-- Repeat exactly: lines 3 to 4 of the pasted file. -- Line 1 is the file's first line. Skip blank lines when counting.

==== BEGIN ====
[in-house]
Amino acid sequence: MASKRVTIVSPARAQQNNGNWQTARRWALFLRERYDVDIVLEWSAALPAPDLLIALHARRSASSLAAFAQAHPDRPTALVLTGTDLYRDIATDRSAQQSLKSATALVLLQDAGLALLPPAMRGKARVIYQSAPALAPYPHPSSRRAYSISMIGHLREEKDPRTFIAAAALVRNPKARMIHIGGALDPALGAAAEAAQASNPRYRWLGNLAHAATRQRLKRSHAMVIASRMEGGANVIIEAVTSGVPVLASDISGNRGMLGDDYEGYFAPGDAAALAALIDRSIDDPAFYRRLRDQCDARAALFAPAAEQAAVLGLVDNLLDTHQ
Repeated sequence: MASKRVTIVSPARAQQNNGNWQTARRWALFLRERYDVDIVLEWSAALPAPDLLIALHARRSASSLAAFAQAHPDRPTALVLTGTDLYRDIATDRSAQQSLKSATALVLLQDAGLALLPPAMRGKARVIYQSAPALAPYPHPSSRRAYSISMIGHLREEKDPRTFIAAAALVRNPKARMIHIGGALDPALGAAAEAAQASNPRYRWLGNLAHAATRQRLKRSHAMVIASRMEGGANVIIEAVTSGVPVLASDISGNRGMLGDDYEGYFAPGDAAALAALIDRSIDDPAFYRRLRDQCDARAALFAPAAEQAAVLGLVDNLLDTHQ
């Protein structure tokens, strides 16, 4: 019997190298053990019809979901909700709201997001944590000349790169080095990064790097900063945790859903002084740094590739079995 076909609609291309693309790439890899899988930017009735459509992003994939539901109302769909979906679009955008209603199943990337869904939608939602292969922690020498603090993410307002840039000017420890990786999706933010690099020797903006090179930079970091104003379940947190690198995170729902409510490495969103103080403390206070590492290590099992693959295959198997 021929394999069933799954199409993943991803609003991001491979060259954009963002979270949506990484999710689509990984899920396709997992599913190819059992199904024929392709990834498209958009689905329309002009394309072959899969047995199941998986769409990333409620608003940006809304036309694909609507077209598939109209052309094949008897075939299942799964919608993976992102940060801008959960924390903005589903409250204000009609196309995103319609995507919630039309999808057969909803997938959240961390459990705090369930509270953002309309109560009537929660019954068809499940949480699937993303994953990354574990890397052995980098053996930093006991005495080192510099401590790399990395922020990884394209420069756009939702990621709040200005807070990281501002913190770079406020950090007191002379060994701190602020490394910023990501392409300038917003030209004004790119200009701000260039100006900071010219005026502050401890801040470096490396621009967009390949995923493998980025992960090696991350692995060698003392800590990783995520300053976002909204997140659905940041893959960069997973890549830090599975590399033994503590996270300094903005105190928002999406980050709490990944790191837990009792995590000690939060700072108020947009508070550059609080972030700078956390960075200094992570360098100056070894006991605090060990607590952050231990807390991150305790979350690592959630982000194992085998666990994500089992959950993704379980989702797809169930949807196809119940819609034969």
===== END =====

Repeated sequence: MASKRVTIVSPARAQQNNGNWQTARRWALFLRERYDVDIVLEWSAALPAPDLLIALHARRSASSLAAFAQAHPDRPTALVLTGTDLYRDIATDRSAQQSLKSATALVLLQDAGLALLPPAMRGKARVIYQSAPALAPYPHPSSRRAYSISMIGHLREEKDPRTFIAAAALVRNPKARMIHIGGALDPALGAAAEAAQASNPRYRWLGNLAHAATRQRLKRSHAMVIASRMEGGANVIIEAVTSGVPVLASDISGNRGMLGDDYEGYFAPGDAAALAALIDRSIDDPAFYRRLRDQCDARAALFAPAAEQAAVLGLVDNLLDTHQ
């Protein structure tokens, strides 16, 4: 019997190298053990019809979901909700709201997001944590000349790169080095990064790097900063945790859903002084740094590739079995 076909609609291309693309790439890899899988930017009735459509992003994939539901109302769909979906679009955008209603199943990337869904939608939602292969922690020498603090993410307002840039000017420890990786999706933010690099020797903006090179930079970091104003379940947190690198995170729902409510490495969103103080403390206070590492290590099992693959295959198997 021929394999069933799954199409993943991803609003991001491979060259954009963002979270949506990484999710689509990984899920396709997992599913190819059992199904024929392709990834498209958009689905329309002009394309072959899969047995199941998986769409990333409620608003940006809304036309694909609507077209598939109209052309094949008897075939299942799964919608993976992102940060801008959960924390903005589903409250204000009609196309995103319609995507919630039309999808057969909803997938959240961390459990705090369930509270953002309309109560009537929660019954068809499940949480699937993303994953990354574990890397052995980098053996930093006991005495080192510099401590790399990395922020990884394209420069756009939702990621709040200005807070990281501002913190770079406020950090007191002379060994701190602020490394910023990501392409300038917003030209004004790119200009701000260039100006900071010219005026502050401890801040470096490396621009967009390949995923493998980025992960090696991350692995060698003392800590990783995520300053976002909204997140659905940041893959960069997973890549830090599975590399033994503590996270300094903005105190928002999406980050709490990944790191837990009792995590000690939060700072108020947009508070550059609080972030700078956390960075200094992570360098100056070894006991605090060990607590952050231990807390991150305790979350690592959630982000194992085998666990994500089992959950993704379980989702797809169930949807196809119940819609034969």